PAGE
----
Illegal pushbacks and abandonment at sea: is EU facing a new migrant crisis?

Italy, Greece, Hungary and other nations accused of breaking law and purposefully endangering lives of asylum seekers

little girls dress on sandy beach
A child’s clothing was found on a Calabrian beach in February close to where a migrant boat sank
(Image credit: Alfonso Di Vincenzo/Kontrolab/Getty Images)

EU authorities have called on Greece to conduct an independent investigation into video footage that appears to show asylum seekers being abandoned at sea.

The New York Times last week published video footage captured on the Greek Island of Lesbos, which it said showed 12 African migrants, including a baby, being taken from the back of a van and put on to a speedboat, which took them to a Greek coastguard vessel – “paid mostly by European funds”, said the NYT. The migrants were then left by the coastguard in an emergency raft in the Aegean Sea.

The EU “relies on Greece and a handful of other coastal nations” to guard its borders, the paper said. The Greek authorities have so far declined to comment but the EU home affairs commissioner, Ylva Johansson, said her officials had written to Athens with a formal request “that this incident be fully and independently investigated”.

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Almost 25,000 people have died in the Mediterranean since 2014, said Human Rights Watch. “While the endless tragedy has many causes, the decision of European governments to prioritise border control over sea rescue is central.”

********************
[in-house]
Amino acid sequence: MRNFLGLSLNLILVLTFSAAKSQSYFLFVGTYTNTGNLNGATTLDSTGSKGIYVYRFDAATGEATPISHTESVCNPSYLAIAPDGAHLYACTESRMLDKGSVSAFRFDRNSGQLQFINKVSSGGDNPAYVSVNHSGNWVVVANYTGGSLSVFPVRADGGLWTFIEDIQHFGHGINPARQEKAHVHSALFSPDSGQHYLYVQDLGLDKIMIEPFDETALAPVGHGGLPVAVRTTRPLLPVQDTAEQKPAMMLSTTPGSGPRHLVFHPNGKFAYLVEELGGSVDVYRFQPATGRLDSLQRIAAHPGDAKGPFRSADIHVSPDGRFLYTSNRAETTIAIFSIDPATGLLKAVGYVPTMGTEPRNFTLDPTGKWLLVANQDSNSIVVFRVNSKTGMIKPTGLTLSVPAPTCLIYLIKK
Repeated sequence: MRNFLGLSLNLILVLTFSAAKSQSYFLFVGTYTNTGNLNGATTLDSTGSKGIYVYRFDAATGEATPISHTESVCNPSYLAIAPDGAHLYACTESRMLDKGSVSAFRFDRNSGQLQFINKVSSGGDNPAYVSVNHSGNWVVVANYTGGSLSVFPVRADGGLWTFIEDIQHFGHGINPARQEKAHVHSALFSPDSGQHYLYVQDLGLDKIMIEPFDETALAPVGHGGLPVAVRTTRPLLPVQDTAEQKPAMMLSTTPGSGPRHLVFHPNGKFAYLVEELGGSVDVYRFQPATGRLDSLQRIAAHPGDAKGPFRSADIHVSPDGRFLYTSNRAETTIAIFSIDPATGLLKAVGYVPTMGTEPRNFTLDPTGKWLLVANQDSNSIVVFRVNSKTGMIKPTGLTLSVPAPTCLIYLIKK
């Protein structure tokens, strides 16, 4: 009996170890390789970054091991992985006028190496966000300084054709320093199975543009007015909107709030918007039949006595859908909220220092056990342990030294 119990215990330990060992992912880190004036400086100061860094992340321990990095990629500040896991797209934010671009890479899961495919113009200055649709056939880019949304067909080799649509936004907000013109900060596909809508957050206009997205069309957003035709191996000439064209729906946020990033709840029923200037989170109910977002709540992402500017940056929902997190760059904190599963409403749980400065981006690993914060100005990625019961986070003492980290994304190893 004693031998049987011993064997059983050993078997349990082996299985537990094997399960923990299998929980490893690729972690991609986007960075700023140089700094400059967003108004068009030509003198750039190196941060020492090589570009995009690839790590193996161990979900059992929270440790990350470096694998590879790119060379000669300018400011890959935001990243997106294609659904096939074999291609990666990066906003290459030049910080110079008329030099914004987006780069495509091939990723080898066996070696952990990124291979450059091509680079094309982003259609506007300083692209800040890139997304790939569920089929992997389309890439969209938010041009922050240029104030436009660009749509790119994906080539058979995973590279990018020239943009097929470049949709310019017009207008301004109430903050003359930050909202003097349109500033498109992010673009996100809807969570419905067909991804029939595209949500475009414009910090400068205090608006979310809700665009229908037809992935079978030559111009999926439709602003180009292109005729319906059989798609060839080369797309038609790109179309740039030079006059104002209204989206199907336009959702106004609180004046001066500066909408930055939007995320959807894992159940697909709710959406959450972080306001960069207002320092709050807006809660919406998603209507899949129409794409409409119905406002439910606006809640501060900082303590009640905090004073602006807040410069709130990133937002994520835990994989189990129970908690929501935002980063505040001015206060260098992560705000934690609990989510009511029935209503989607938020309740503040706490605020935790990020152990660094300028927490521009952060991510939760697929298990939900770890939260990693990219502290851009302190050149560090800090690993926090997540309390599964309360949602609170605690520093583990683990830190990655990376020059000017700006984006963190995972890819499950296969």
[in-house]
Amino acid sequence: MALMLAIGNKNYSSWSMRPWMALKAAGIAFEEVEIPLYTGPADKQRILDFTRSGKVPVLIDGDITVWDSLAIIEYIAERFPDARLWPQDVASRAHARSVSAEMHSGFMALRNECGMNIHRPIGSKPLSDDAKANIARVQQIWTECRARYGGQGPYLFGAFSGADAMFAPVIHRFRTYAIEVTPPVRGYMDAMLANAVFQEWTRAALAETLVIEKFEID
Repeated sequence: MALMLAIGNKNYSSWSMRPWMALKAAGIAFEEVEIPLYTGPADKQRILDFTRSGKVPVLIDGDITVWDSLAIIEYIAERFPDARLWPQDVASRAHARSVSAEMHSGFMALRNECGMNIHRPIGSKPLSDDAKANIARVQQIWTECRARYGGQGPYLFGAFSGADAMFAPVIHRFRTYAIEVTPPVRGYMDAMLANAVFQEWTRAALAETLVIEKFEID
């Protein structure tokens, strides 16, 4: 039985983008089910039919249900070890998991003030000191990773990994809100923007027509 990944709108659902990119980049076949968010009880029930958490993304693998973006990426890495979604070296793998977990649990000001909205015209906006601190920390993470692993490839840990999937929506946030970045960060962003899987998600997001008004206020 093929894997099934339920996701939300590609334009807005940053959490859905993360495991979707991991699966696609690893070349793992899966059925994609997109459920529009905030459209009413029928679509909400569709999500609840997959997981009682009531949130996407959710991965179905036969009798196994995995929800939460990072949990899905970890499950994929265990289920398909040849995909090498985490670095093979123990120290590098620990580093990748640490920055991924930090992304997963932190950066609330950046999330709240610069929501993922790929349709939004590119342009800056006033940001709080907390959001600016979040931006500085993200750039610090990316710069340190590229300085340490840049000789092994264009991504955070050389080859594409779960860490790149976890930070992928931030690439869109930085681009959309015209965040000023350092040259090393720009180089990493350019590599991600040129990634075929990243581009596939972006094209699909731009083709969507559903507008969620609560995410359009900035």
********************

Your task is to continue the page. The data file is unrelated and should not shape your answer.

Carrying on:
The UN’s migration agency, which recorded the highest number of deaths in the first three months of this year since 2017, “warned that delays in state-led rescues saw at least 127 people dying, while in another deadly incident there had been a complete lack of response”, according to BBC News.

What did the papers say?

There has been at least a 300% increase in migrant arrivals in the Central Mediterranean in the first three months of this year, according to figures from Frontex (the European Border and Coast Guard Agency) quoted by Politico.

“I became a bit allergic [to] the word crisis,” said Hans Leijtens, the new head of Frontex, in an interview with the news site. “I just see facts and figures. And those worry me.”

The “huge rise” in migration towards the EU since pandemic restrictions were lifted is due, among other things, to climate crises, conflicts in Sudan and Afghanistan, the effects of Russia’s invasion on developing nations and the determination of human smugglers.

Last year, the number of asylum applications made in the EU, Norway and Switzerland (not including Ukrainians, who apply under a bespoke scheme) was 960,000, said the Financial Times, close to the 1.2 million “that sparked the last real migrant crisis in 2015. Then, it took the body of a Syrian toddler, Alan Kurdi, to be washed up on the shore for countries to take action.”

But Brussels has “largely sat on its hands” in response to surging numbers, with a “particularly rancorous” recent EU summit making “no real progress”. The bloc has done little to improve legal migration processes – “one of the key ways to decrease illegal migration”.